Instead of the lands that Shausequeth requested, The Stockbridges received land several miles east of Montpelier. They later sold these lands to Captain Isaac Marsh, who founded the town Marshfield.” 
Captain Isaac Marsh’s acquisition was one of the more blatant examples of dispossession of Mohican land (scroll to the bottom of THIS Bidwell Lore from June for more about Marsh). Marsh owned a tavern at the southwest corner of the Red Lion Inn intersection on Main Street in Stockbridge. Eighteenth-century New England taverns were not taverns in the traditional sense: they rented rooms and sold a large selection of hardware and food supplies. William Goodrich, Timothy Woodbridge’s son-in-law, sold the land and tavern to Marsh during the Revolutionary War, at a time when he was more interested in soldiering than running a business. Goodrich spent a great deal of his war time with a company of Stockbridge Mohicans. Marsh gave everyone credit to buy items from his store, including the Stockbridge Mohicans, very likely knowing they would be unable to pay.
Colonel Isaac Marsh’s five ledgers and two index books from 1775-1790 reside in the Stockbridge Library Museum & Archives. The ledgers are broken down as follows: 1775-1782, 1782-1783, 1784-1785, 1785-1789, and 1788-1790. The entries for the Mohicans covering that time period filled nine pages on a word document. September 22, 1775, Joe Pye purchased a hat, and 1 bushel of wheat. Another note says that Peter Indian was paid one shilling, three pence for haying. In 1782, Marsh makes an entry: Stockbridge tribe of Indian, by my note hand 100/0/0 (one hundred pounds) intent on first payment due in 1783. On October 23, 1782, Capt. Hendrick Jehoiakim & the Indian Proprietors offer the Township land in Vermont. He also noted: 1786 (Jacob Indian) five days of work and two small jobs was paid by Marsh 12 pounds, 9 shillings.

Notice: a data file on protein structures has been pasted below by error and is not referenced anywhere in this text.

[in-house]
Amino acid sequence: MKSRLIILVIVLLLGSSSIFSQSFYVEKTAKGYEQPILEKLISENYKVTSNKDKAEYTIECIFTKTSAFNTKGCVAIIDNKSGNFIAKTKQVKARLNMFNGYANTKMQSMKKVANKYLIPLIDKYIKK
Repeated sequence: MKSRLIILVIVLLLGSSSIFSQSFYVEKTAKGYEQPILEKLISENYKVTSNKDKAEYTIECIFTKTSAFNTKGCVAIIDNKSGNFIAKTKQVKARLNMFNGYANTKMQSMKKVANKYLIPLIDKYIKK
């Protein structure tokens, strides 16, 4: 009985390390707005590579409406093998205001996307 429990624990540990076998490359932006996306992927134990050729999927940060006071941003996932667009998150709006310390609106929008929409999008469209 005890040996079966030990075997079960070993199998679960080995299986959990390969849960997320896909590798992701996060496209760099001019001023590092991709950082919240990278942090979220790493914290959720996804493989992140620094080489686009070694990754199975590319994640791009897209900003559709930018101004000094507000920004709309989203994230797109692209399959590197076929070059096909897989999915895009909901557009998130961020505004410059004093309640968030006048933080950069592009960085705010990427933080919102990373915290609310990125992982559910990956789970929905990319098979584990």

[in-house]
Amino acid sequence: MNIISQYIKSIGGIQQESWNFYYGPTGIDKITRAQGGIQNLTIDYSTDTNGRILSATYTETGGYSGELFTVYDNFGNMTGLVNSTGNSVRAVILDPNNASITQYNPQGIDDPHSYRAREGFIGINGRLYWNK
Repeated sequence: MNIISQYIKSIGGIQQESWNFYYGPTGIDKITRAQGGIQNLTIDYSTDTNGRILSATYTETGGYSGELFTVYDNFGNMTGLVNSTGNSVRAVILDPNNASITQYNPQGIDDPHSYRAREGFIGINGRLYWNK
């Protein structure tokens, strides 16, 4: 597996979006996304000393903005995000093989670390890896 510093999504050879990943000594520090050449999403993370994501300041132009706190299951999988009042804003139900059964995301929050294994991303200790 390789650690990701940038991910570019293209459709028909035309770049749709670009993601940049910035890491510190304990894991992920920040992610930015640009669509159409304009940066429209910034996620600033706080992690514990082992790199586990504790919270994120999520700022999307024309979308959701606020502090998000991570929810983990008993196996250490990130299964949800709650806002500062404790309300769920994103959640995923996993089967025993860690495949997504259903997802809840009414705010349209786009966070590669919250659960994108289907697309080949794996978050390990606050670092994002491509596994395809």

Most of the entries are for items on credit, which again the Mohicans were unable to pay off, except by selling land to meet their obligation. People unable to pay their debt often ended up in jail, sometimes as far away as Albany, New York.
Next week we will bring Isaac Ball back into the conversation.
1. Located at the Stockbridge Town Clerk’s Office, 50 Main Street.
2. Enoch schemed with Goodrich and others to steal Mohican land.
3. Goodrich married Timothy Woodbridge’s daughter, purchased large tracts of Mohican land, and was probably involved in thefts of the land as well. Goodrich was generally considered untrustworthy. You can read more about him in a series of Bidwell Lore articles from June, starting HERE.
4. Town Meeting Book, Stockbridge Town Clerk’s Office. Jahleel was Joseph Woodbridge’s son and Enoch was the son of Timothy Woodbridge.
5. The Moravians claimed that King Ben was the “uncle” of the Schaghticoke (Kent, CT) sachem Joshua Mauwee (AKA Mauwehu). Lucianne Lavin, Ph.D. Director of Research & Collections Emeritus.
6. The encounter took place in New Stockbridge, New York. Samson Occom was Mohegan and attended what was later to be Dartmouth College. The college was funded by money raised by Occom on a fund-raising tour in Britain, which Wheelock had promised would be used to educate indigenous people, but reneged on his promise. Exercises of the Heart were religious in nature, not medical.
7. Town Book 1760-1825, Stockbridge Town Clerk’s Office, 50 Main Street, Stockbridge, pp 100-101.
8. Town Book 1760-1825, Stockbridge Town Clerk’s Office, 50 Main Street, Stockbridge, p 108.
9. Town Book 1760-1825, Stockbridge Town Clerk’s Office, 50 Main Street, Stockbridge, p 114.
10. Town Book 1760-1825, Stockbridge Town Clerk’s Office, 50 Main Street, Stockbridge, p 119.
11. Town Book 1760-1825, Stockbridge Town Clerk’s Office, 50 Main Street, Stockbridge, p 123.
12. Stockbridge consistently had seven selectmen, four white and three Mohican. The term Indian Selectmen suggests they were reduced to figurehead status.
13. Western Abenakis of Vermont, 1600-1800, War, Migration, and the Survival of an Indian People, Colin G. Calloway, 1994, University of Oklahoma Press, pp 220-221.